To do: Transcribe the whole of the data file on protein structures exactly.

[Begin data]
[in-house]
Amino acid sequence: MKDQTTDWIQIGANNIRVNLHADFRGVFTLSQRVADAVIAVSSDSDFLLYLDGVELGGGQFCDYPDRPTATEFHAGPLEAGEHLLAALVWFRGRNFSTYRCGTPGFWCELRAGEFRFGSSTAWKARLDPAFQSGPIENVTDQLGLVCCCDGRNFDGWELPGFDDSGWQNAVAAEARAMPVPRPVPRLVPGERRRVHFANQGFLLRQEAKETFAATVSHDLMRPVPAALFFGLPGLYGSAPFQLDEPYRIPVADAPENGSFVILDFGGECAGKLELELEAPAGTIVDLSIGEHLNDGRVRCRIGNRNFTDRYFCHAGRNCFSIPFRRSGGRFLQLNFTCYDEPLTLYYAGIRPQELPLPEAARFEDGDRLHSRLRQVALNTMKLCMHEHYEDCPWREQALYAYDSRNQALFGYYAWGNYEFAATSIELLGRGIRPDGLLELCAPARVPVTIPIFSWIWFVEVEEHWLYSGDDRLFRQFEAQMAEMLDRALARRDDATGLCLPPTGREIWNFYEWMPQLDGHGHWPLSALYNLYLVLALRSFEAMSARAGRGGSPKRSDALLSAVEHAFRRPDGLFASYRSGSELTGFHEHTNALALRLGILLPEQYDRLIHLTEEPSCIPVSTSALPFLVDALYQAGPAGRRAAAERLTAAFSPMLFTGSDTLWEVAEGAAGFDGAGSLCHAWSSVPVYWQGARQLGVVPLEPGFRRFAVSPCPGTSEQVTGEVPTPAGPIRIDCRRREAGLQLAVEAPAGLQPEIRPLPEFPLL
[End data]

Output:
[in-house]
Amino acid sequence: MKDQTTDWIQIGANNIRVNLHADFRGVFTLSQRVADAVIAVSSDSDFLLYLDGVELGGGQFCDYPDRPTATEFHAGPLEAGEHLLAALVWFRGRNFSTYRCGTPGFWCELRAGEFRFGSSTAWKARLDPAFQSGPIENVTDQLGLVCCCDGRNFDGWELPGFDDSGWQNAVAAEARAMPVPRPVPRLVPGERRRVHFANQGFLLRQEAKETFAATVSHDLMRPVPAALFFGLPGLYGSAPFQLDEPYRIPVADAPENGSFVILDFGGECAGKLELELEAPAGTIVDLSIGEHLNDGRVRCRIGNRNFTDRYFCHAGRNCFSIPFRRSGGRFLQLNFTCYDEPLTLYYAGIRPQELPLPEAARFEDGDRLHSRLRQVALNTMKLCMHEHYEDCPWREQALYAYDSRNQALFGYYAWGNYEFAATSIELLGRGIRPDGLLELCAPARVPVTIPIFSWIWFVEVEEHWLYSGDDRLFRQFEAQMAEMLDRALARRDDATGLCLPPTGREIWNFYEWMPQLDGHGHWPLSALYNLYLVLALRSFEAMSARAGRGGSPKRSDALLSAVEHAFRRPDGLFASYRSGSELTGFHEHTNALALRLGILLPEQYDRLIHLTEEPSCIPVSTSALPFLVDALYQAGPAGRRAAAERLTAAFSPMLFTGSDTLWEVAEGAAGFDGAGSLCHAWSSVPVYWQGARQLGVVPLEPGFRRFAVSPCPGTSEQVTGEVPTPAGPIRIDCRRREAGLQLAVEAPAGLQPEIRPLPEFPLL